What’s In Your Gun Maintenance Kit?

If you’re fairly new to gun ownership, you may be wondering what are the essential tools for maintenance and what you can do without. This guide to putting together a kit should give you a good idea of what equipment you need and which tools are a waste of money.

The tools listed here are for both shotguns and handguns. The main items you need to keep your weapons in good working order are:

Bore brushes
Cleaning rods
Cleaning jags
Patches and eyelets
Lubricating oil
Bore solvent
Safety goggles
Disposable rubber gloves

Experts recommend that you get a cleaning rod that matches the size of the bore as closely as possible in diameter, and that extends out from the length of the barrel by a good 10 inches. The bore brushes should match the caliber of your weapons, as should the eyelets and patches; brass is the recommended material for brushes over plastic or stainless steel. Little extras like q-tips, pipe cleaners, and cleaning rags also come in handy.

Oils and solvents are typically a matter of personal preference, but there are some guidelines about choosing a good one. Some gun owners use a good quality WD-40 to oil their guns, others prefer lubricants that are made specifically for guns. You should also purchase bearing grease.

When to Clean

Whether you clean your gun after each use or devise a regular maintenance schedule depends on a few factors. If your gun is primarily for recreational shooting, cleaning after each use isn’t necessary. If you use it for sport hunting or self-defense, more rigorous maintenance is in order.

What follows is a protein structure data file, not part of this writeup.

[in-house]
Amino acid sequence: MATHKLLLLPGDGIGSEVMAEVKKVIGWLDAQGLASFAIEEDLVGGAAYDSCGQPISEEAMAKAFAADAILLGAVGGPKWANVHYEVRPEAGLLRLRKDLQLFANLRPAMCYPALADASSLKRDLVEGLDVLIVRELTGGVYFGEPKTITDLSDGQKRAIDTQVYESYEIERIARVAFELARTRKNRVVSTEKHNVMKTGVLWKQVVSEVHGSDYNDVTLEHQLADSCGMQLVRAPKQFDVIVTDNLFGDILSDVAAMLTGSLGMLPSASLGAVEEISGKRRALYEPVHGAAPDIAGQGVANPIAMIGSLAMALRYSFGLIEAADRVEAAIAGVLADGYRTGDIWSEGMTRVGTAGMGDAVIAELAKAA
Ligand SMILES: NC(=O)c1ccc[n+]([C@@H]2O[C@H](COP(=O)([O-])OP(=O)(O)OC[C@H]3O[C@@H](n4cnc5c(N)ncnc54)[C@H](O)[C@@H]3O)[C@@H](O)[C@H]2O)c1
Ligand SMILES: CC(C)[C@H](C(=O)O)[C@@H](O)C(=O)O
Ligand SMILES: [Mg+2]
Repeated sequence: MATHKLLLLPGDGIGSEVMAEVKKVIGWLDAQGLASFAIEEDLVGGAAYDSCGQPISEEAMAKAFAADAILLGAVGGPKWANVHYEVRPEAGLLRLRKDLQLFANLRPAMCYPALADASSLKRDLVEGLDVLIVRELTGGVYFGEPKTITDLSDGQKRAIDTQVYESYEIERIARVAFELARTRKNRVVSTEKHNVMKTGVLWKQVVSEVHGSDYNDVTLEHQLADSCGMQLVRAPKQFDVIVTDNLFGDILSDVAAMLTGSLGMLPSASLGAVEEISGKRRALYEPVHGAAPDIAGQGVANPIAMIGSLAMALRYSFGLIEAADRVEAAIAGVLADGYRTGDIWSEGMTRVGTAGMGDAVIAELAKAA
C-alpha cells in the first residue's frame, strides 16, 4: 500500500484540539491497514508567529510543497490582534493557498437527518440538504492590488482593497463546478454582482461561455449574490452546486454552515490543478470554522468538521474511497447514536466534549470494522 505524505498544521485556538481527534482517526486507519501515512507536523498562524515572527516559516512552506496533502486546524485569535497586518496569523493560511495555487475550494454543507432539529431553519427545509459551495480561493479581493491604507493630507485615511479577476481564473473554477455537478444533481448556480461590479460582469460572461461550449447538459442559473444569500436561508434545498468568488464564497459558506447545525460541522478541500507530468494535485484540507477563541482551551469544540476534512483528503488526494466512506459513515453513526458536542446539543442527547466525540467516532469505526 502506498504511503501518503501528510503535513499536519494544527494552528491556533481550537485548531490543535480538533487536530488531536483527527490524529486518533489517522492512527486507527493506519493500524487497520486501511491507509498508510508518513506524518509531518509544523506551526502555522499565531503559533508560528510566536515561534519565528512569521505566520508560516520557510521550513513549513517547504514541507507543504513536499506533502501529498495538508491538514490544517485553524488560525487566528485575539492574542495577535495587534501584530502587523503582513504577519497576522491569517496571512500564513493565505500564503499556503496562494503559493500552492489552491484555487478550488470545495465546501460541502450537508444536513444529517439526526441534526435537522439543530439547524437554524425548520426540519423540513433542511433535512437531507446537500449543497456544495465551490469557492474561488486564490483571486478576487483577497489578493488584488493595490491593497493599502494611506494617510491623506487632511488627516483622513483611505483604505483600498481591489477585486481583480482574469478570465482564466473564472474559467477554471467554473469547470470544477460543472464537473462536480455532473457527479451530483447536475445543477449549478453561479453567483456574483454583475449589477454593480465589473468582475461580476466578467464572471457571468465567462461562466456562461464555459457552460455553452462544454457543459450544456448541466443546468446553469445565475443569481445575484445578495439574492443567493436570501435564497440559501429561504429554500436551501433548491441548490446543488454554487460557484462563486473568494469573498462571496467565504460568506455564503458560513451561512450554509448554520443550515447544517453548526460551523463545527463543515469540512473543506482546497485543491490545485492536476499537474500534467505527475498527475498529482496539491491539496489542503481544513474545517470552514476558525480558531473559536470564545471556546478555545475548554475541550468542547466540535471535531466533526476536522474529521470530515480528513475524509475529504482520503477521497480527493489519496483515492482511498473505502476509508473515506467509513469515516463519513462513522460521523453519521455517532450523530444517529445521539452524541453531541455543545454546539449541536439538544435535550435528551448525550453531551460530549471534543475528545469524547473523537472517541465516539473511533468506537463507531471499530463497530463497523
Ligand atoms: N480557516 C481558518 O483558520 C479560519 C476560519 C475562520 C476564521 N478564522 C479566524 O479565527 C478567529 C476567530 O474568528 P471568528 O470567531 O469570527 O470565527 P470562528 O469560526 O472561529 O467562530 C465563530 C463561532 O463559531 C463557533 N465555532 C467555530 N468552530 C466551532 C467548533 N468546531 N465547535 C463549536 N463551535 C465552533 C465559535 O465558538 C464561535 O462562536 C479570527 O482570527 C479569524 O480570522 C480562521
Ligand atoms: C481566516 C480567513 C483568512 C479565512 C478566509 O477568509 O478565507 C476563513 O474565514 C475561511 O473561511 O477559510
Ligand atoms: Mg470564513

The cost of some of the maintenance tools, taken as a whole, may send you into sticker shock, but your guns are an investment, and it’s worth a smaller investment to keep them in good working order and properly maintained. You can buy ready-made kits or use the information in this guide to put together a custom kit that contains only the items you need for your collection; of course, you can add to it as necessary.

You can find many how-to guides for handgun and shotgun cleaning online, as well as places to purchase the necessary cleaning tools. The website http://grabagun.com/taurus/ is an example of an online shop that works hard to provide extra value to its customers by providing informative articles and helpful links. Shopping online works well if you know your product and know what to look for.


So Andrew did some testing on FireClean…

The folks at FireClean responded…

And Andrew had a little more today…

Have you used FireClean? If so, what were your results? I personally do not have any experience with this product. A friend has noted good results with his firearms and suppressors when using FireClean.

Guns vs. Armor; What You Need to Protect Yourself